Steve Goble

Choose life. (Deuteronomy 30:19)

Nobody has any nightmares in this, and the plot actually involves gold, not silver.

Nonetheless I grant you, the title Doctor Who: ________ In Gold would have looked strange.

Mind you, Doctor Who is always great when it's strange. Why if you don't believe me, then just watch this episode!

First of all, the Cybermen are back.

I know, big shock, especially since their appearance on the front cover of Radio Times at the start of this season. No, wait, hang on a sec. I've forgotten something. "The Cybermen are back." That sentence looks like it's missing a word from it. More specifically, from after the "the". Hummmm. The Cherry Cybermen? The Zero Cybermen? The Caffeine-Free Cybermen? The Cybermen Tab? No… well in that case, then I guess they must be…

… *gasp!*

No, surely not!

Yes, I managed to watch a whole half of this episode trying to reconcile how all this ancient Cyber-continuity from the 1960s could likewise also be applied to Lumic's Diet-Cybermen from the series' revival last decade, until eventually the gold coin dropped. These metal heavies were the real Cybermen. The ones barely seen since the twenty-fifth anniversary story Siver Nemesis in 1988! Oh, I remember that story now. The American tourist. The cameo by the Queen. That flipping jumper. Oh, well, perhaps we'd best just as quickly forget it again…

Anyway, all that to say, the original and official Cybermen are back at last! Yay!!!

Despite this, probably the biggest nightmare in this one is its tone. It's disjointed and uncomfortable throughout. To a certain extent I suspect that this is the director's deliberate intention - it is a messy war being fought there after all. Unfortunately there is also:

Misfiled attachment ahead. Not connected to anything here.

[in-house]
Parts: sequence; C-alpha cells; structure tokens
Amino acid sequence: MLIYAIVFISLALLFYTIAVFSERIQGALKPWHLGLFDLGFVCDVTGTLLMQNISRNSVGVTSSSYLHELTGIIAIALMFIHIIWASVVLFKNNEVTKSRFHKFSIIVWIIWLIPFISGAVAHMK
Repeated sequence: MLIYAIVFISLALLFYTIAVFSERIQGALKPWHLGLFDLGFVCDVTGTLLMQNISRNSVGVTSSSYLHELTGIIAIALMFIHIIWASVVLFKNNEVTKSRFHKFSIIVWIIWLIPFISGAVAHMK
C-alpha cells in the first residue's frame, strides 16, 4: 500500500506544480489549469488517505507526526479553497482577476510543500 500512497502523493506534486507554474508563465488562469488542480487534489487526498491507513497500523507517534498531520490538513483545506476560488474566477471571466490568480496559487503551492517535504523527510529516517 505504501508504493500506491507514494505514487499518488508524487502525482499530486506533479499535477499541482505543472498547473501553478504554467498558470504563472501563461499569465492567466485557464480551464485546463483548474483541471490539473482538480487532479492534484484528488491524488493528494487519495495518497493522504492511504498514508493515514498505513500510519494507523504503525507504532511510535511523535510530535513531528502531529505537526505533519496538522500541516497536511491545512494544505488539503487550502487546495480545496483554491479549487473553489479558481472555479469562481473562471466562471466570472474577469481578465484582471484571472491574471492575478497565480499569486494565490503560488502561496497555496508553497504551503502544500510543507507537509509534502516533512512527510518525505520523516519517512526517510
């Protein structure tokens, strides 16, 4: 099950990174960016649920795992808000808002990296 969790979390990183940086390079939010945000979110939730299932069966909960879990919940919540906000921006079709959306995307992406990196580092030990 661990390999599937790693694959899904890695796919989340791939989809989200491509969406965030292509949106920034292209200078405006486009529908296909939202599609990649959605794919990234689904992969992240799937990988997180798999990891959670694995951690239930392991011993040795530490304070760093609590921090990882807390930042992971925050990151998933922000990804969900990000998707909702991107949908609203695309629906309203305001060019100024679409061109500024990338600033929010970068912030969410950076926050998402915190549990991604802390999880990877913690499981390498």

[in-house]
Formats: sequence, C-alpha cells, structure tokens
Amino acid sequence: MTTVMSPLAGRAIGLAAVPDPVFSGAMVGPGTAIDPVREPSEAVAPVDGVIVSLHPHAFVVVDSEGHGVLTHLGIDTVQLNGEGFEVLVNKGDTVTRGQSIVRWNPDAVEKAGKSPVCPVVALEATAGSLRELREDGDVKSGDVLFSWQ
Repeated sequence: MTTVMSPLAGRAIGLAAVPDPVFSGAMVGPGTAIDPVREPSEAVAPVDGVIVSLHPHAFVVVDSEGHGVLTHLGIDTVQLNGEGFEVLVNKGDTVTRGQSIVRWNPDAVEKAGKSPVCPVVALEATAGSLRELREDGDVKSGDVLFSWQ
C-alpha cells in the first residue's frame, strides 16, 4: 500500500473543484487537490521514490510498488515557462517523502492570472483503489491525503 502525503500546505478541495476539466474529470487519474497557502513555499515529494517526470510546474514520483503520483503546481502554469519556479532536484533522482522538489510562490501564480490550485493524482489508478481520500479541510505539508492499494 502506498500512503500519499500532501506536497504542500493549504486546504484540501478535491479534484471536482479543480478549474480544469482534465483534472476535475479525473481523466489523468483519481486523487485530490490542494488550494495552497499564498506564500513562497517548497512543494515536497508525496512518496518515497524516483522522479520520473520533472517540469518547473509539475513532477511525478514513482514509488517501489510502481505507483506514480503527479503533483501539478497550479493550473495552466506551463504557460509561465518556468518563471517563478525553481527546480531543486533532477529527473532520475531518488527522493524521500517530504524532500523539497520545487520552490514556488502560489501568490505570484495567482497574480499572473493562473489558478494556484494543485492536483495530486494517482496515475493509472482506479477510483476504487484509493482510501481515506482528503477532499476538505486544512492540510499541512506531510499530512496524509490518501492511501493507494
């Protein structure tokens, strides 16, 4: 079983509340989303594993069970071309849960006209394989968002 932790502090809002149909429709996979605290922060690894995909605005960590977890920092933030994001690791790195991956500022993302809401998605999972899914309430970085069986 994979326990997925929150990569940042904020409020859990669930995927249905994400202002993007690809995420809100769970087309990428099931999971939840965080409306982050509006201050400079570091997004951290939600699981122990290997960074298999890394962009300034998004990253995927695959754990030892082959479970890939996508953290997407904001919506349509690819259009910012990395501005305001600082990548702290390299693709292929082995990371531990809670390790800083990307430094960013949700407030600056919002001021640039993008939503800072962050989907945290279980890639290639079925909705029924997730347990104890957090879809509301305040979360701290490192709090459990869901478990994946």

1. Far too much music confusing what's going on in nearly every scene, and
2. A pivotal game of chess taking place throughout that we almost entirely cannot see. It's hard to really hang on the progress of that without knowing what's happening.

Story-wise though, Nightmare In Silver is a romp. The guest characters are all good, the strategising also good, and the realisation of the long-term effects of the Cyber-war impressive too. There are plenty of strong ideas throughout - the variant of the real-life chess robot, the long-term escalation of standard procedure against such an overpowering force, and the brand new Cybermites. It's like flicking channels and discovering an episode in the middle of a much longer serial about this world and its war.

The destruction of a whole star system to wipe out the species was a great bruise on the night sky outside again, reminiscent of the ill-thought-through Turn Left, although this time hampered by the fact that we could see it. (it shouldn't become visible to the locals for a long, long time yet)

Matt Smith gets to pull his weight in a dual role as not just the Doctor, but also as a mid-upgraded version. This sort of requirement tends to prove a bit of a stretch for Smith, but I found these scenes compelling, not least because we could only be mostly sure which Doctor we were watching at the time.

I suppose I have to comment on the inclusion of the first ten Doctors' faces when he's explaining about his ability to regenerate. Reassuring as it always is to glimpse the old guard again, the Doctor is explicitly stated here to be keeping his history a secret. That he then concedes to reveal all this information sits uneasily with me. Not only that, had he carried out his threat to regenerate and cast out the Cybernetics from his system, then his enemy could easily have just reinfected him. Hm, stronger to have cut that whole exchange, I think.

As for drama, well, there isn't any. Emperor Porridge's marriage proposal at the end hardly belongs there, and the children's upgrading is entirely played for laughs. Consequently, I just wasn't that invested in what became of them, as indeed Clara didn't seem to be. Ah, lettem get upgraded, so what. They're not my kids.

Oh yes, Clara. Best. Companion. Ever. Losing both her young charges to an alien race on another planet in the distant future, about to die herself, and falsely promoted to commander of the lone military unit standing between humanity and the Cybermen, and what does she do? She just gets on with it, extremely well. No complaining, no declaring how tough the writers want us to think she is, no breaking off to go phone home. She just gets with the programme.

Clara, where have you been for the last eight years?

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